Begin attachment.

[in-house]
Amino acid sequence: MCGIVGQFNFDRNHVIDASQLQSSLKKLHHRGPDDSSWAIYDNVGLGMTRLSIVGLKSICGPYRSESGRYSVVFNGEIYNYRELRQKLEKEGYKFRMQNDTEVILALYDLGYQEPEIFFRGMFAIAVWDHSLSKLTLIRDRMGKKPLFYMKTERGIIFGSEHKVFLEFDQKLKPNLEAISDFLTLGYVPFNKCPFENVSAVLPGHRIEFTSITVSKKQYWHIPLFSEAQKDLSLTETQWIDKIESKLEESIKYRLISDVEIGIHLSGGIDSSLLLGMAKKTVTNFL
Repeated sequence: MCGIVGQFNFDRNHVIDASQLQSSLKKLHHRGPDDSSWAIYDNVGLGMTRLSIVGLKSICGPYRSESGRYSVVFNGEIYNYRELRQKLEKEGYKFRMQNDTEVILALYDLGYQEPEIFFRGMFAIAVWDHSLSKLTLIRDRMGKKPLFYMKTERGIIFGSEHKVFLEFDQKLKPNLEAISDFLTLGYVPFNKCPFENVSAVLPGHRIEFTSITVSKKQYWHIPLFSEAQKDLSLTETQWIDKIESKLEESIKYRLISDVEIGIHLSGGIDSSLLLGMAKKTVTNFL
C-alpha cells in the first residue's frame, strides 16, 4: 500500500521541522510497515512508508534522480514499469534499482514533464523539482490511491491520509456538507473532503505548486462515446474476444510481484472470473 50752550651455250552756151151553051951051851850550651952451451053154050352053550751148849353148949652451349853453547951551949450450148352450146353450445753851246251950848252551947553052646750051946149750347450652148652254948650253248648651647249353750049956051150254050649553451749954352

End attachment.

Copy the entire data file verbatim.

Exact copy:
[in-house]
Amino acid sequence: MCGIVGQFNFDRNHVIDASQLQSSLKKLHHRGPDDSSWAIYDNVGLGMTRLSIVGLKSICGPYRSESGRYSVVFNGEIYNYRELRQKLEKEGYKFRMQNDTEVILALYDLGYQEPEIFFRGMFAIAVWDHSLSKLTLIRDRMGKKPLFYMKTERGIIFGSEHKVFLEFDQKLKPNLEAISDFLTLGYVPFNKCPFENVSAVLPGHRIEFTSITVSKKQYWHIPLFSEAQKDLSLTETQWIDKIESKLEESIKYRLISDVEIGIHLSGGIDSSLLLGMAKKTVTNFL
Repeated sequence: MCGIVGQFNFDRNHVIDASQLQSSLKKLHHRGPDDSSWAIYDNVGLGMTRLSIVGLKSICGPYRSESGRYSVVFNGEIYNYRELRQKLEKEGYKFRMQNDTEVILALYDLGYQEPEIFFRGMFAIAVWDHSLSKLTLIRDRMGKKPLFYMKTERGIIFGSEHKVFLEFDQKLKPNLEAISDFLTLGYVPFNKCPFENVSAVLPGHRIEFTSITVSKKQYWHIPLFSEAQKDLSLTETQWIDKIESKLEESIKYRLISDVEIGIHLSGGIDSSLLLGMAKKTVTNFL
C-alpha cells in the first residue's frame, strides 16, 4: 500500500521541522510497515512508508534522480514499469534499482514533464523539482490511491491520509456538507473532503505548486462515446474476444510481484472470473 50752550651455250552756151151553051951051851850550651952451451053154050352053550751148849353148949652451349853453547951551949450450148352450146353450445753851246251950848252551947553052646750051946149750347450652148652254948650253248648651647249353750049956051150254050649553451749954352